Are you driving in the closed lane on the left, or queuing patiently on the right? (Picture © Alamy)
The debate on how you merge into moving traffic when the lane you’re driving in closes is a fierce one. Do you stay in the closing lane to the very end, then merge in turn with the traffic in the open lane? Or do you move out of the closing lane as soon as you possibly can?
It’s a bit like whether you put cream on a scone before the jam or vice versa. Or perhaps even more fundamentally, whether you pronounce the word scone like ‘own’ or the other way. The law states that we should merge in turn, better known as zip merging. Yet only around a quarter of drivers (27 per cent) know this is the correct thing to do. Read on to find out why people who stay in the closing lane aren’t doing anything wrong.
What usually happens
Don’t try to fix it yourself. Read our five dos and five don’ts for stopping on a motorway hard shoulder
A motorway hard shoulder is a dangerous place to spend time. Recent figures released by the Highways Agency revealed that between 2011 and 2016 there were 403 collisions on Britain’s motorway hard shoulders. Over that five-year period there were hundreds of injuries and, sadly, 38 deaths.
All our technicians receive comprehensive training on what to do and how to behave on the hard shoulder. While it’s their job to spend time at the side of motorways, it’s also something every driver could have to face at some point in their car-owning career. For that reason, I’ve compiled five dos and fives don’ts for the motorway hard shoulder.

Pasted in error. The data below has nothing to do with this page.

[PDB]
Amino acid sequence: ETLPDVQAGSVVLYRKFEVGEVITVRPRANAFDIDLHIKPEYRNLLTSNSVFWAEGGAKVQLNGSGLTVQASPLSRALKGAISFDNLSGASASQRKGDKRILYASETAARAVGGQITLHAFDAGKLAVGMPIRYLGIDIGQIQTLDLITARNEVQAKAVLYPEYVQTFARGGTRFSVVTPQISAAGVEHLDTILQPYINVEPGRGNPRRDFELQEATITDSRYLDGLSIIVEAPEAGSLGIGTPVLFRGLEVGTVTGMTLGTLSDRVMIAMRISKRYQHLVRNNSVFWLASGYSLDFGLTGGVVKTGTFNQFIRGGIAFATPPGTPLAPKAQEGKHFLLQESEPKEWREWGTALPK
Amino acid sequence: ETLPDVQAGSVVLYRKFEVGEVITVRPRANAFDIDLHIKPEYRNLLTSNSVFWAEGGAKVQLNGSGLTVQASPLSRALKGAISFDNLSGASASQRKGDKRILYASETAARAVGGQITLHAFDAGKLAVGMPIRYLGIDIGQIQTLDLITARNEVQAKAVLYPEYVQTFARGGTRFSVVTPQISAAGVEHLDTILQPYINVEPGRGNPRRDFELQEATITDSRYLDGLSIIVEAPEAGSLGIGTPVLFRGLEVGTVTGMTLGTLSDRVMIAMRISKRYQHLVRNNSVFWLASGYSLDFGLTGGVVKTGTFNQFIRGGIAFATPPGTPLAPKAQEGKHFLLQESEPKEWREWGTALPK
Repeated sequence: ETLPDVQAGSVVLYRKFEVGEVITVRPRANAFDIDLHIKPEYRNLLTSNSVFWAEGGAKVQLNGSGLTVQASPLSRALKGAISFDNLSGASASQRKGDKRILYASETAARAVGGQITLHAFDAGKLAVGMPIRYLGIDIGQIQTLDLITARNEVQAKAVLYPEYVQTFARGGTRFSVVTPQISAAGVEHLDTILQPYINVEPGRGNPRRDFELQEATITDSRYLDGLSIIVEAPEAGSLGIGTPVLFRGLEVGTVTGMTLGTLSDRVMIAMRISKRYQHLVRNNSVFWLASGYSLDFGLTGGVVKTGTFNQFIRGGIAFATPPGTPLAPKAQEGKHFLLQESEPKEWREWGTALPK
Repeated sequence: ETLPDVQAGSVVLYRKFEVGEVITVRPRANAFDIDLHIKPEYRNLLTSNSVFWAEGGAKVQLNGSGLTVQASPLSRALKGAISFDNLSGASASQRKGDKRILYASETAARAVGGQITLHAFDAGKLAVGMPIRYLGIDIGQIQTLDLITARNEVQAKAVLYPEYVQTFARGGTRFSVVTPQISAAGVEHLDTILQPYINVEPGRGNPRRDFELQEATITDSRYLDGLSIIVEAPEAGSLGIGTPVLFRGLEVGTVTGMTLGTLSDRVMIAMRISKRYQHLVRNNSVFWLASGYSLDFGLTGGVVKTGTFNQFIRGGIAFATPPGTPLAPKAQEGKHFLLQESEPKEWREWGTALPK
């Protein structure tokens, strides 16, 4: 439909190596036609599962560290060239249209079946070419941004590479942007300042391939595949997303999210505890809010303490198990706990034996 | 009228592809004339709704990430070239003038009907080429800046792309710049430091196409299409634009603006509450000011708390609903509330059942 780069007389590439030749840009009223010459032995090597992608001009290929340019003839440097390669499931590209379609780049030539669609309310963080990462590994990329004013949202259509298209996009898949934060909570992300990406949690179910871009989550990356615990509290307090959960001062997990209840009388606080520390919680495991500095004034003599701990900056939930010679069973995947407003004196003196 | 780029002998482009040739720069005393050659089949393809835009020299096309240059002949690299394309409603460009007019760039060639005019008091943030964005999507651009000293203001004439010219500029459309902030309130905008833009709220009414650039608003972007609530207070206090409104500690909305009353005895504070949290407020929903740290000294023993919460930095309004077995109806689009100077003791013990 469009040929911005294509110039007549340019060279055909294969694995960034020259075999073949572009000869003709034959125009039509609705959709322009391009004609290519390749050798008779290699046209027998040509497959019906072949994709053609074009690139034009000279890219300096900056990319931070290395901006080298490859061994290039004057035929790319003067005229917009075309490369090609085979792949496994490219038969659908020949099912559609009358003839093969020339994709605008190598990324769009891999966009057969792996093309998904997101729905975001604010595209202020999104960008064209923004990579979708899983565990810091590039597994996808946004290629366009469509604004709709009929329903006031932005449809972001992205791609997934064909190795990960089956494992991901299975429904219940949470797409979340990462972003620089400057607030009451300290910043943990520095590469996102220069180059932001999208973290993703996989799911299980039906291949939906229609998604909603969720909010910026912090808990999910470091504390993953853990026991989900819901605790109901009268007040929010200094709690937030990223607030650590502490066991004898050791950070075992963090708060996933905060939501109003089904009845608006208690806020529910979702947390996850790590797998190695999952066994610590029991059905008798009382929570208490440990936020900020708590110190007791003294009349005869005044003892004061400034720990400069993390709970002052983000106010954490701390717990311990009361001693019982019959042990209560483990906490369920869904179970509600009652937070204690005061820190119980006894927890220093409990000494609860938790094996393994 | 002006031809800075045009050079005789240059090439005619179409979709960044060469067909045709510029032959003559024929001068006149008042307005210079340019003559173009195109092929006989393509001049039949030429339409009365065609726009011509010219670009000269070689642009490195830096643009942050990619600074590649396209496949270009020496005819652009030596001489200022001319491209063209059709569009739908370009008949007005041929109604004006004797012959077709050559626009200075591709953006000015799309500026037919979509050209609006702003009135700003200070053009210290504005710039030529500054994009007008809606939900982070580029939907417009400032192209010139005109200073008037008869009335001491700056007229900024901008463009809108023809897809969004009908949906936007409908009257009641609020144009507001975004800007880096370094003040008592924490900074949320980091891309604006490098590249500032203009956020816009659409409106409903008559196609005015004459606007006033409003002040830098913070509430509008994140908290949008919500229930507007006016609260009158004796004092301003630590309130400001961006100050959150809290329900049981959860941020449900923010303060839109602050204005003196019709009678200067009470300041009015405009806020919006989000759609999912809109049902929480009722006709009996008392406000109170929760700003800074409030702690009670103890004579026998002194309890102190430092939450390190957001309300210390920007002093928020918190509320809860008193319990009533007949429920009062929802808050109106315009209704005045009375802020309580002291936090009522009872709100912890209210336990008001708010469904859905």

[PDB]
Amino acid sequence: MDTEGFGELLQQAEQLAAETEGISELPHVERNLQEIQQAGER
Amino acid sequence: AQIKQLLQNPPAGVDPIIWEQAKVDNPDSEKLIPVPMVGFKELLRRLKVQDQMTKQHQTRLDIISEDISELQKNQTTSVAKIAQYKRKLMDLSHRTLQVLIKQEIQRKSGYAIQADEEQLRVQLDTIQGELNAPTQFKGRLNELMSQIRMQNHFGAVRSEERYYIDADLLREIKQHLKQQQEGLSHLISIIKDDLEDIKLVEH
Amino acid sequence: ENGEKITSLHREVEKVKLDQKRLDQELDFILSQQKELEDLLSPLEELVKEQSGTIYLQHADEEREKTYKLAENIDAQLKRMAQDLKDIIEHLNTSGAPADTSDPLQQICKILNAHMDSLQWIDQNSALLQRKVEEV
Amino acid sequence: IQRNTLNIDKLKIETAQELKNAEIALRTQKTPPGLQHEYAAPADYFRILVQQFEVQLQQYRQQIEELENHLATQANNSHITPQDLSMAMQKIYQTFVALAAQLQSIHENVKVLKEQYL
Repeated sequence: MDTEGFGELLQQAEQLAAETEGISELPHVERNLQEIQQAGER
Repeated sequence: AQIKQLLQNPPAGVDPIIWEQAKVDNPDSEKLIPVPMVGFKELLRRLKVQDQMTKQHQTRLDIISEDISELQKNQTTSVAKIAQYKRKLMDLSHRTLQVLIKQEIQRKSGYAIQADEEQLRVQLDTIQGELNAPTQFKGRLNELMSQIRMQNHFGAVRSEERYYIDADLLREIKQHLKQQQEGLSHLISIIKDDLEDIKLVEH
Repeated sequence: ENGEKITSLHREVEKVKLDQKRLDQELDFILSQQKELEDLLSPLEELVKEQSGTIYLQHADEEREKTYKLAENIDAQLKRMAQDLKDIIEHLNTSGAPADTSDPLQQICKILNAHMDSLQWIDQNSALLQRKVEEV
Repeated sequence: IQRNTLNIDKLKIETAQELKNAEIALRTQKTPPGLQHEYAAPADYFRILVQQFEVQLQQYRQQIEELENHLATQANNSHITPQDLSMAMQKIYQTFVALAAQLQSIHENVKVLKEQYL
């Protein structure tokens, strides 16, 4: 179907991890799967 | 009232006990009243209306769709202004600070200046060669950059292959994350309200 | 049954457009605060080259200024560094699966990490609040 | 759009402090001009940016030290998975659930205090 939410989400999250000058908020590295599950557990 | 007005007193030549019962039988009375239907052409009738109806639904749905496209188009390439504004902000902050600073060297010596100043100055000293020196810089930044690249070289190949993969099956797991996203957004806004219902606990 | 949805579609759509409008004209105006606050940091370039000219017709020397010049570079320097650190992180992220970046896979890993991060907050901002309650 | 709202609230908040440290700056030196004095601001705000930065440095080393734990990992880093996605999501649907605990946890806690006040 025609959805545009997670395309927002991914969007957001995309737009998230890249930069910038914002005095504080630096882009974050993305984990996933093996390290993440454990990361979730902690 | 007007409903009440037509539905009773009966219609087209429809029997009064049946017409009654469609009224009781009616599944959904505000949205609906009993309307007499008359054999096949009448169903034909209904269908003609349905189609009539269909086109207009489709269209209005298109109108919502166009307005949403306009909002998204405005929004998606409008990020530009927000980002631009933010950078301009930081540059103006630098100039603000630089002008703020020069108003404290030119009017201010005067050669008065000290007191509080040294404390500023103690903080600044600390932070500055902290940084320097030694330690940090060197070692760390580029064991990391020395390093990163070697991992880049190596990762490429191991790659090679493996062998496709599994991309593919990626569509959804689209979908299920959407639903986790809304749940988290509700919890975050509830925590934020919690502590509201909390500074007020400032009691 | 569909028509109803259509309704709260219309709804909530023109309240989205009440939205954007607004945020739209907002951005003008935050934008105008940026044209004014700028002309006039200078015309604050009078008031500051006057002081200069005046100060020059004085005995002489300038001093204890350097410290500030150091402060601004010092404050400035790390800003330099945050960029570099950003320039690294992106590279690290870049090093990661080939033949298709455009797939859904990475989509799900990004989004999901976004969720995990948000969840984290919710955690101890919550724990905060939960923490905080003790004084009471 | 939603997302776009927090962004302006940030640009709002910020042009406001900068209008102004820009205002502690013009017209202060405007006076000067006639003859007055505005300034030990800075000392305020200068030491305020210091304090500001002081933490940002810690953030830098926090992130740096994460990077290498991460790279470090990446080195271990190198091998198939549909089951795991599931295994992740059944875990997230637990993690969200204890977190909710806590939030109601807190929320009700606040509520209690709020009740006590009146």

DO take care entering the hard shoulder
Pets can bring an enormous amount of pleasure to their owners. But car travel with pets can be as stressful for the humans as it is for the animals. Whether it’s with man’s best friend or a family feline favourite, travelling with pets in a car requires careful planning to keep people and pets safe.
For those that haven’t driven with pets in the car before, this beginner’s guide is aimed at covering all the basics for national and international travel. If any seasoned travellers have more tips for keeping pets safe in a car, please share them in the comments section at the bottom of the page.
Our proud nation produces more than its fair share of proud drivers: car owners who like to think they’re handy behind the wheel and know it all when it comes to the rules of the road. But how many of us really know the true meaning of the huge number of British road signs that we have to identify to stay safe?
After all, it may be decades since you took your driving test, and years since you last looked at the Highway Code.
So why not step up to the challenge and try identifying these 10 common British road signs?
Toyota’s reputation for reliability appears well founded (Picture © Toyota)
If you want a car that isn’t going to let you down, you should look to makers from the far east. New figures from guarantee firm Warrantywise show the top 10 most reliable cars comprises seven manufacturers from Japan and one from Korea.
The Warrantywise data revealed that the five most reliable manufacturers are Toyota, Honda, Suzuki, Mitsubishi and Mazda – all from Japan. They are followed by Korean company Hyundai and Japan’s Nissan. Ford is the first non-far eastern brand. The findings tally with the 2015 Auto Express Driver Power survey where owners rated the Toyota iQ and the NX and IS from sister brand Lexus as the UK’s top three most reliable cars.
Drivers think texting at the wheel is a bigger safety threat than drink driving